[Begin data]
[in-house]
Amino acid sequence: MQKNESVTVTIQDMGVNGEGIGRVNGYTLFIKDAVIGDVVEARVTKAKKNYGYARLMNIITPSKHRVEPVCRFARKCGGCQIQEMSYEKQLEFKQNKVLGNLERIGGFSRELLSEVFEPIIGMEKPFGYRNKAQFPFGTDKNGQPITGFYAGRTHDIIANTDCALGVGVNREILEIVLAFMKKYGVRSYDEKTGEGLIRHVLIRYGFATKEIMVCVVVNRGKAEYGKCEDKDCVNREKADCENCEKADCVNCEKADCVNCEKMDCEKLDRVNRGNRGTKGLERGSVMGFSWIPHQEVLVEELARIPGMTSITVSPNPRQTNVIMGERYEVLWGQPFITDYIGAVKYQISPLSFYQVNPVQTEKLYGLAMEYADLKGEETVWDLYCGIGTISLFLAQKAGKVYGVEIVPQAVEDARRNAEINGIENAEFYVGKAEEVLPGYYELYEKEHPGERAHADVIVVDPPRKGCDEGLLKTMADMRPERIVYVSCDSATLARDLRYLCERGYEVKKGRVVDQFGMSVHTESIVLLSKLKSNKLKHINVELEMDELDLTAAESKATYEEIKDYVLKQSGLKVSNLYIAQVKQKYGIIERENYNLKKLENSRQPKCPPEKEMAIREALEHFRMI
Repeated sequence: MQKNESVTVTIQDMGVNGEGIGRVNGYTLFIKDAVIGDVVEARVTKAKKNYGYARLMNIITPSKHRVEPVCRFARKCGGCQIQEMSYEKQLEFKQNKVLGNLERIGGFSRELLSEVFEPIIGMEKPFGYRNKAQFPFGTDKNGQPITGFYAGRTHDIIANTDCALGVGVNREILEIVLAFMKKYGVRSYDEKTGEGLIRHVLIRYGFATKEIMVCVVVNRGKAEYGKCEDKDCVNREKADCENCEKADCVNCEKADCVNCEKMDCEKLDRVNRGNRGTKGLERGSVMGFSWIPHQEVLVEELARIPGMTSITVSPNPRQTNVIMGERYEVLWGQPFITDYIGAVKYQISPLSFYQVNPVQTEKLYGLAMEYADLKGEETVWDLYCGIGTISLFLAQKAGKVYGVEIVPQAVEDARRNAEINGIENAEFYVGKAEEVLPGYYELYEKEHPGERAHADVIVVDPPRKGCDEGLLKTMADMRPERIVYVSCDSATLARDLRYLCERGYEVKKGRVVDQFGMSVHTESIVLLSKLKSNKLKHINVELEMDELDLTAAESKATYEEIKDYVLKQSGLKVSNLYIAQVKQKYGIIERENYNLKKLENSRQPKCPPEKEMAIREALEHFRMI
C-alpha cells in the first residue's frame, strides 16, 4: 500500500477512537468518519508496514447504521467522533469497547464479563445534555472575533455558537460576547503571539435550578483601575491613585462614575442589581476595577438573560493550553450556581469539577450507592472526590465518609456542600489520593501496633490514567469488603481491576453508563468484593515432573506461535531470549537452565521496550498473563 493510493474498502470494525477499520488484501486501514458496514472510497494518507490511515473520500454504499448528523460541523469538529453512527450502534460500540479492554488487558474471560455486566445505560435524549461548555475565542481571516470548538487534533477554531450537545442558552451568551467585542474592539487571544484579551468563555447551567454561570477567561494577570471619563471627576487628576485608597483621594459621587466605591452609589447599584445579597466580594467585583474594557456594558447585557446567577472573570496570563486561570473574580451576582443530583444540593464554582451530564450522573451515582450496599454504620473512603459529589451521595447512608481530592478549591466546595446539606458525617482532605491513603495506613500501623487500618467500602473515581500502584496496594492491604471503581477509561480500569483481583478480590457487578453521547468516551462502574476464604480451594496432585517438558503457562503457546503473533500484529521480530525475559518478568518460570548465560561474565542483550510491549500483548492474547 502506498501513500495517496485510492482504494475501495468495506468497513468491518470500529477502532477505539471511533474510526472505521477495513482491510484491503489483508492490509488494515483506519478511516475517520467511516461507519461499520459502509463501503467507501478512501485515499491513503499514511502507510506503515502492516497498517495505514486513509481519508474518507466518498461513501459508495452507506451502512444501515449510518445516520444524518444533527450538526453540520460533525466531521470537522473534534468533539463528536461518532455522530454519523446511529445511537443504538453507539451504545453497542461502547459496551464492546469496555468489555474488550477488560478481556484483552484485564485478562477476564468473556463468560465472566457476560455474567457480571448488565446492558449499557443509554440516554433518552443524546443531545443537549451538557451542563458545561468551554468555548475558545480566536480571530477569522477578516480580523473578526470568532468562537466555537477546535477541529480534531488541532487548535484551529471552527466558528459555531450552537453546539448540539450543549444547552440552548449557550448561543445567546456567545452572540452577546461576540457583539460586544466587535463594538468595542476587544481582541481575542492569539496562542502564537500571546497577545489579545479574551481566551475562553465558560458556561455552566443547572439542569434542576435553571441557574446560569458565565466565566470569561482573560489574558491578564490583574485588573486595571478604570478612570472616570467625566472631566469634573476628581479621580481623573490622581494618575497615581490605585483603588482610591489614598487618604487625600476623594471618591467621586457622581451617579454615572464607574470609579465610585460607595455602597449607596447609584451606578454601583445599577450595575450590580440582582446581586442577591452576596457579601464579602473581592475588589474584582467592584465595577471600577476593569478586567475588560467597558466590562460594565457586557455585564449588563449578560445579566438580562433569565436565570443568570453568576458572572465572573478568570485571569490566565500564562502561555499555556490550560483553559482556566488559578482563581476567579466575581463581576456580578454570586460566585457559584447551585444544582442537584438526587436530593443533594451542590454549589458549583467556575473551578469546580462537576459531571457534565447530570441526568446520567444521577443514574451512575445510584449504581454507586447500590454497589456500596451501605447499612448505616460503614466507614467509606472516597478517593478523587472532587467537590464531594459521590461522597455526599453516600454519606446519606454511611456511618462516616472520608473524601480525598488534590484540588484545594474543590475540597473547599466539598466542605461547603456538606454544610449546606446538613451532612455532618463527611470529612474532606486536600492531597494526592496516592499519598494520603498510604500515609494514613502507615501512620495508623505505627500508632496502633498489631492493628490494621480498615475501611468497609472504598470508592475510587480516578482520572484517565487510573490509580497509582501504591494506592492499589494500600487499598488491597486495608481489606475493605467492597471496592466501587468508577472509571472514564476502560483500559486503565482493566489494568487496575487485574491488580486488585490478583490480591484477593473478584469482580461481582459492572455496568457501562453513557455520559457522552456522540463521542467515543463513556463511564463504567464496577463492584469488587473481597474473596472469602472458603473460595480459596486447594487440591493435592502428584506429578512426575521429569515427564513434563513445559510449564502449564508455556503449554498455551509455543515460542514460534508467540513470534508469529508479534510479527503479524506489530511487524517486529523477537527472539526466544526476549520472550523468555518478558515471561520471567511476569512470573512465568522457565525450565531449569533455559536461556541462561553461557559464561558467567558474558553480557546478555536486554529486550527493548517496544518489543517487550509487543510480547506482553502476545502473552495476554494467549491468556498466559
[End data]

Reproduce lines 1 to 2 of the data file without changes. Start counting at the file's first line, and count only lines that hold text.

[in-house]
Amino acid sequence: MQKNESVTVTIQDMGVNGEGIGRVNGYTLFIKDAVIGDVVEARVTKAKKNYGYARLMNIITPSKHRVEPVCRFARKCGGCQIQEMSYEKQLEFKQNKVLGNLERIGGFSRELLSEVFEPIIGMEKPFGYRNKAQFPFGTDKNGQPITGFYAGRTHDIIANTDCALGVGVNREILEIVLAFMKKYGVRSYDEKTGEGLIRHVLIRYGFATKEIMVCVVVNRGKAEYGKCEDKDCVNREKADCENCEKADCVNCEKADCVNCEKMDCEKLDRVNRGNRGTKGLERGSVMGFSWIPHQEVLVEELARIPGMTSITVSPNPRQTNVIMGERYEVLWGQPFITDYIGAVKYQISPLSFYQVNPVQTEKLYGLAMEYADLKGEETVWDLYCGIGTISLFLAQKAGKVYGVEIVPQAVEDARRNAEINGIENAEFYVGKAEEVLPGYYELYEKEHPGERAHADVIVVDPPRKGCDEGLLKTMADMRPERIVYVSCDSATLARDLRYLCERGYEVKKGRVVDQFGMSVHTESIVLLSKLKSNKLKHINVELEMDELDLTAAESKATYEEIKDYVLKQSGLKVSNLYIAQVKQKYGIIERENYNLKKLENSRQPKCPPEKEMAIREALEHFRMI